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Three to Share

For some of us, the beauty of a book lies in the solitude, the way we dive into the pages and lose ourselves in the gentle current of others’ lives.  The world falls away, time is contained and dispersed through the whim and work of the author.  Left to revel in silence, the reader listens only to sound of the imagination.  For others, a book is something to be passed around, a currency of connection that can spawn ideas, spur inspiration.  A coffee table book, a novel read aloud to a lover, a family’s favorite bed time story: we crave these literary tangos much in the way we savor cooking together, sharing a good movie.  Lately I’ve taken to keeping a few interesting library books on my coffee table, ready to be recommended to family and friends. Today I’d like to share with you a few excellent shareables, all new to our library, and all relying on photography to tell their unique tale…

Humans of New York
humans of new york
New Yorker Brandon Stanton got his first camera in 2010 and fell in love. He made it his mission to capture the interesting and ever changing sea of faces in his city and within no time he had a project: Humans of New York.  Stanton’s blog and Facebook page, featuring each portrait along with a short caption, quickly went viral and within three years his project had blossomed into a book.  The photographs are in turn funny, touching, and surprising and they expose the heart of the city in the way only a photograph can.  Although I’ve never been to New York, I felt like I was able to take a little slice of the Big Apple home with me.


Much Loved
bear
According to photographer Mark Nixon, “Much Loved started as a very simple idea: to photograph some ‘loved to bits’ teddy bears for an exhibition…”  He put out the call for people to bring in their most beloved bear-“the more loved, unwashed, and falling apart the better”-and he would display the results in his gallery.  As he began to gather photos, he realized the importance of the animals’ background stories and began to collect them as well.  As with Stanton’s Humans of New York, it was the online publicity that was the kicker: after uploading the images to his website, the project drew the attention of millions around the world.  The resulting book is one to share with loved ones of all ages, especially those who have a treasured teddy bear or other comfort object.  After sharing this book with a few LPL children’s librarians, I heard enthusiastic cooing for what seemed like hours.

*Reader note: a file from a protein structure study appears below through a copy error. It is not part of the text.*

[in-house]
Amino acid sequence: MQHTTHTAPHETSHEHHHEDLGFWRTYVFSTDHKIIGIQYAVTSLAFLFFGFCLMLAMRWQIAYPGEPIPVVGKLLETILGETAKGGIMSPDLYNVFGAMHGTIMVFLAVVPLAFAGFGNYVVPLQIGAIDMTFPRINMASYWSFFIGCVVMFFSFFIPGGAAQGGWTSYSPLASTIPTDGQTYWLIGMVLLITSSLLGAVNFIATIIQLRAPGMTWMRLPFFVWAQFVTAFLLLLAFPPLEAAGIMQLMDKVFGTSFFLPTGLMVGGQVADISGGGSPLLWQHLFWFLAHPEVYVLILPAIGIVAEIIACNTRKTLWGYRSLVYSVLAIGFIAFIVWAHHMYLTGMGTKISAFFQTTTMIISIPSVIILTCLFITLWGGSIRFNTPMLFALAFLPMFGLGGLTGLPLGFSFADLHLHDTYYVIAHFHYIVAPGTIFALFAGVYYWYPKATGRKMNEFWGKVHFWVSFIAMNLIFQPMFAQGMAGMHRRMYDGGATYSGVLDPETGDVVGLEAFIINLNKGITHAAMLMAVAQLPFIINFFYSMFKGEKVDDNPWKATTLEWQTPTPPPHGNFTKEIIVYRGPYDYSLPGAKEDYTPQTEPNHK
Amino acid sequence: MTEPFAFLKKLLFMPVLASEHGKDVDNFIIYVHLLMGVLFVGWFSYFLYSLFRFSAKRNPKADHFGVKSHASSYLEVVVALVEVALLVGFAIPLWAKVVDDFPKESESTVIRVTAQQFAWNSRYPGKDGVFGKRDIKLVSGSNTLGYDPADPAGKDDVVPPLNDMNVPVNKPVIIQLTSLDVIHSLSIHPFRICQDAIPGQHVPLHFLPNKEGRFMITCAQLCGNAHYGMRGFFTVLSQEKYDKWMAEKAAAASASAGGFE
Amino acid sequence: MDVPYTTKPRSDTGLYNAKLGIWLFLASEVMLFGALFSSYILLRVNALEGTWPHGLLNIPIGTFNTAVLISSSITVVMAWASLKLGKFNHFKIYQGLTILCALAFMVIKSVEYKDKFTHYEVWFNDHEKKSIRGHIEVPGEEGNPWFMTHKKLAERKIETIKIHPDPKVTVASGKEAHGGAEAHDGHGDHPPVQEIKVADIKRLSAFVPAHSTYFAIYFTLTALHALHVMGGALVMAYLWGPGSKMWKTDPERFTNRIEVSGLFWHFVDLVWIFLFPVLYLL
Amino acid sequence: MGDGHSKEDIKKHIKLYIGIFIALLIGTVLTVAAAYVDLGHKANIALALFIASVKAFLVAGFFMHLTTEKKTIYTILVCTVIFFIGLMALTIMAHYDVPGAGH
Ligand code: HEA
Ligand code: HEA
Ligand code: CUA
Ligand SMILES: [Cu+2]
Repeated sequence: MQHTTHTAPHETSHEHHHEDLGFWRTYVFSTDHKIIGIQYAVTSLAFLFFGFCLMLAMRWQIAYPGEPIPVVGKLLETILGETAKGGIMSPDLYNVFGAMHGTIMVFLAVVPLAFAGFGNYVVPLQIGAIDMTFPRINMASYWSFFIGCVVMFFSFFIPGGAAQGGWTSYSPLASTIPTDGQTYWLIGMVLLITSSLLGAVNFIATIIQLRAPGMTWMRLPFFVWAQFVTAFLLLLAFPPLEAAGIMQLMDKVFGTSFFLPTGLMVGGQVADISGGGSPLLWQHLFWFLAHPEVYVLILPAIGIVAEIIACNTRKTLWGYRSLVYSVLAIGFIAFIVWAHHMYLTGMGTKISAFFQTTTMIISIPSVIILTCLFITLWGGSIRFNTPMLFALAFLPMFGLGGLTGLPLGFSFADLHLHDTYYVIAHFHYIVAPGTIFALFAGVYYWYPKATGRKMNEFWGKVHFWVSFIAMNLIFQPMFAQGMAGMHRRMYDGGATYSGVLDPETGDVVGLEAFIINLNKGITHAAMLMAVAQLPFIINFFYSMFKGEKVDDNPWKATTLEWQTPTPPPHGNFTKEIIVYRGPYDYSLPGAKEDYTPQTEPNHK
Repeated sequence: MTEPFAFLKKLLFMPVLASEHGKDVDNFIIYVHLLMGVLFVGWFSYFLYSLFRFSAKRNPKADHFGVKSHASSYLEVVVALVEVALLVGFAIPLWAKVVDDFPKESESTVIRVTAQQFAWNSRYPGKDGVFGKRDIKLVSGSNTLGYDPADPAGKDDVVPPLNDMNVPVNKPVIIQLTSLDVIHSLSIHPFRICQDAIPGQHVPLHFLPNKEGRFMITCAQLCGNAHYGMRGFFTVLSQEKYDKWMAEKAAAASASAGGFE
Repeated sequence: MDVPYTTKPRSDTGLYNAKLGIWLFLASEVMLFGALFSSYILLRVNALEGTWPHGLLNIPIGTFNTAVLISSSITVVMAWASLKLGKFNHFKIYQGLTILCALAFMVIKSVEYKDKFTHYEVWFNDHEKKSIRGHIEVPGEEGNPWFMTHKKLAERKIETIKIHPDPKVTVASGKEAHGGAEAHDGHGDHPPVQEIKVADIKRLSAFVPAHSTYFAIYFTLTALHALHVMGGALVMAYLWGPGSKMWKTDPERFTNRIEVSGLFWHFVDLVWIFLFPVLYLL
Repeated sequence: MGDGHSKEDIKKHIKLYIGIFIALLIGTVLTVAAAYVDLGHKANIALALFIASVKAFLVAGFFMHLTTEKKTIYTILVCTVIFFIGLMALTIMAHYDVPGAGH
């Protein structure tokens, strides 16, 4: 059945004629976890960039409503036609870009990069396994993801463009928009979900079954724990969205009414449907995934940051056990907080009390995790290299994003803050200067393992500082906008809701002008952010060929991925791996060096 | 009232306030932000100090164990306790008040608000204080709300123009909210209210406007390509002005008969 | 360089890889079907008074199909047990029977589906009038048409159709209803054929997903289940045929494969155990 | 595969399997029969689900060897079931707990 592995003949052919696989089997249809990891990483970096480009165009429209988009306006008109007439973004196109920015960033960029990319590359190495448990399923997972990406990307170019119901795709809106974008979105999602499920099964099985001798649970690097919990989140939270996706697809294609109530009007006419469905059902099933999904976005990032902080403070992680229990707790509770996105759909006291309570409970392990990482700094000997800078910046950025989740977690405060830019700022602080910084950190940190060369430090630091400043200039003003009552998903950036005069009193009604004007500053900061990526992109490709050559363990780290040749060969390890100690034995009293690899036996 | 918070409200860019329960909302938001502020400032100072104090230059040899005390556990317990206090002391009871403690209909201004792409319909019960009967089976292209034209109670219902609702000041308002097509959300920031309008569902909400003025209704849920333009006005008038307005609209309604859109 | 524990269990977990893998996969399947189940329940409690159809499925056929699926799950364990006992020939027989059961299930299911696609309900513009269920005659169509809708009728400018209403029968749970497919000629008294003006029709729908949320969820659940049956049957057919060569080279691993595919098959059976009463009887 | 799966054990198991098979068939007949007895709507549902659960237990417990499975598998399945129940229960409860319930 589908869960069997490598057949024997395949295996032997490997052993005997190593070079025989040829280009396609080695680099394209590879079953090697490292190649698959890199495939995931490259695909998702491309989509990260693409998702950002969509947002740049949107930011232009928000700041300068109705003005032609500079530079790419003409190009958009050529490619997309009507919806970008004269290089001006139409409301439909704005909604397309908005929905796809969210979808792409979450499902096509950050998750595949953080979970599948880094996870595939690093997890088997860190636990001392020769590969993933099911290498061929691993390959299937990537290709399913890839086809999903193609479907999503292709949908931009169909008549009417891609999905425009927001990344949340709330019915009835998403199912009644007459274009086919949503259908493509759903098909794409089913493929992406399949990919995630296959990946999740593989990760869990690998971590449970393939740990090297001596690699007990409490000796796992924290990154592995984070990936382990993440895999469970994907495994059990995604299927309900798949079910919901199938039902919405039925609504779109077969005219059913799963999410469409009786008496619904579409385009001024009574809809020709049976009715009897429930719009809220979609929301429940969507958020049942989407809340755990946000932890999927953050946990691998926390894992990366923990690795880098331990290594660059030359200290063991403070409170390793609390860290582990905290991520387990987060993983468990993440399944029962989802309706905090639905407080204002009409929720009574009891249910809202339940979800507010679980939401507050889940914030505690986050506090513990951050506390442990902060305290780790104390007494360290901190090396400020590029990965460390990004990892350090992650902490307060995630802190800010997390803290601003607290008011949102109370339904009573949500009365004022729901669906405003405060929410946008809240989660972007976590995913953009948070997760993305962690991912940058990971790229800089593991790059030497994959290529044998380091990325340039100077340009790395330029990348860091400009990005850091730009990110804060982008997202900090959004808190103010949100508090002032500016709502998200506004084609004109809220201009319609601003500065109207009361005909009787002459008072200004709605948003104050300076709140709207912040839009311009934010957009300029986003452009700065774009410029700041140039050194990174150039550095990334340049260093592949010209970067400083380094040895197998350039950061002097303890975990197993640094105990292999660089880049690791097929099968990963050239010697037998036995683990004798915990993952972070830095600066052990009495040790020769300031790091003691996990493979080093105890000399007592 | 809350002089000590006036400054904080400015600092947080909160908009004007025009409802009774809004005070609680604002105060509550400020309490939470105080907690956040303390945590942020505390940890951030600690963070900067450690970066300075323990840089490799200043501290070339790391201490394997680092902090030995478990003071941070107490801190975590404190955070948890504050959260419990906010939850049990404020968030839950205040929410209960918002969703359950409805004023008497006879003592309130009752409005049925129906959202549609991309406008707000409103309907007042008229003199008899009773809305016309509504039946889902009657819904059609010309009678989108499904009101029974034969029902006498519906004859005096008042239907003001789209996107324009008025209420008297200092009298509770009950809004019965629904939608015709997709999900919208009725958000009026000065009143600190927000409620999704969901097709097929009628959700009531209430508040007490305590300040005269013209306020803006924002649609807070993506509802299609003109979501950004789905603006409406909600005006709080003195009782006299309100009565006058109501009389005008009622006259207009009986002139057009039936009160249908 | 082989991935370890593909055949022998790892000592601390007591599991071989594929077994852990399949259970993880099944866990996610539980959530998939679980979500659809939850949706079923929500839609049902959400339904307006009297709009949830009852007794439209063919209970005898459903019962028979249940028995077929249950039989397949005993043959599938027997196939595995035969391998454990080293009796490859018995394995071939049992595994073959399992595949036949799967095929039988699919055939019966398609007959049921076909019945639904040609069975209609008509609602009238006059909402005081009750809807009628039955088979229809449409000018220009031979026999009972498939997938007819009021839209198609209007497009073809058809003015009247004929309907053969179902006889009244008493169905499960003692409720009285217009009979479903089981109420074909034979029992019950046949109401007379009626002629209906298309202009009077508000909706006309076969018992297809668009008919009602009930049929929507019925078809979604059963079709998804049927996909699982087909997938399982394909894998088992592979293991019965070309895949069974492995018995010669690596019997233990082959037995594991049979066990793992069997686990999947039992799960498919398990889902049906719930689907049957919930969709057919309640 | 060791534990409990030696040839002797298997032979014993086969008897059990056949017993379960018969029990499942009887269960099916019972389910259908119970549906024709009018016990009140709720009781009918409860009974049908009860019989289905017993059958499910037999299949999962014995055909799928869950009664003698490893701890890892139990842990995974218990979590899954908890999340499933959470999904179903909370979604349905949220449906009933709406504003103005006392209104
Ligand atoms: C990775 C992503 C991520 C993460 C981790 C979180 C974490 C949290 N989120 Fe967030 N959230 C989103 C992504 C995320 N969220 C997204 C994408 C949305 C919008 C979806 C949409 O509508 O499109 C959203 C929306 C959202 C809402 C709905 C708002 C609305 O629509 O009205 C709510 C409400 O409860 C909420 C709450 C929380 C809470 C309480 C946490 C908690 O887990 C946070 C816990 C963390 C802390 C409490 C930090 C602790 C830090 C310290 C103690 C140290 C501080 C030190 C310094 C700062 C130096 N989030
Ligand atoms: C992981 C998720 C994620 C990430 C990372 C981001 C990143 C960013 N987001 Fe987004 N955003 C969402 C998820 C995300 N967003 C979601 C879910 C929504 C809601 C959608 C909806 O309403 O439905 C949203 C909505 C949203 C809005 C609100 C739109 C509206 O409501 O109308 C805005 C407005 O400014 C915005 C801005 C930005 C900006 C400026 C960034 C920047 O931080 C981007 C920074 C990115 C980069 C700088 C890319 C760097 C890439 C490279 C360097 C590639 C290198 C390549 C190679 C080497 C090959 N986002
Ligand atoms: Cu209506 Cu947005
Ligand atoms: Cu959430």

Art is…
thedreamer
The Metropolitan Museum of Art would like to help you answer the question, “What is art?”  Each two page spread features a piece from the museum’s “vast collection of over two million objects” along with the phrase “Art is…” and the Met’s take on the answer.  “Art is history” sums up a painting entitled Washington Crossing the Delaware.  “Art is hidden” reads the caption next to a seventeen century corset.  “Art is imagination” speaks for Pablo Picasso’s The Dreamer.  Though this book is all fluff and all opinion, it may encourage the reader to expand his or her definition of what constitutes art.  It left me feeling that perhaps art is everything.

- Rachael Perry, Adult Services

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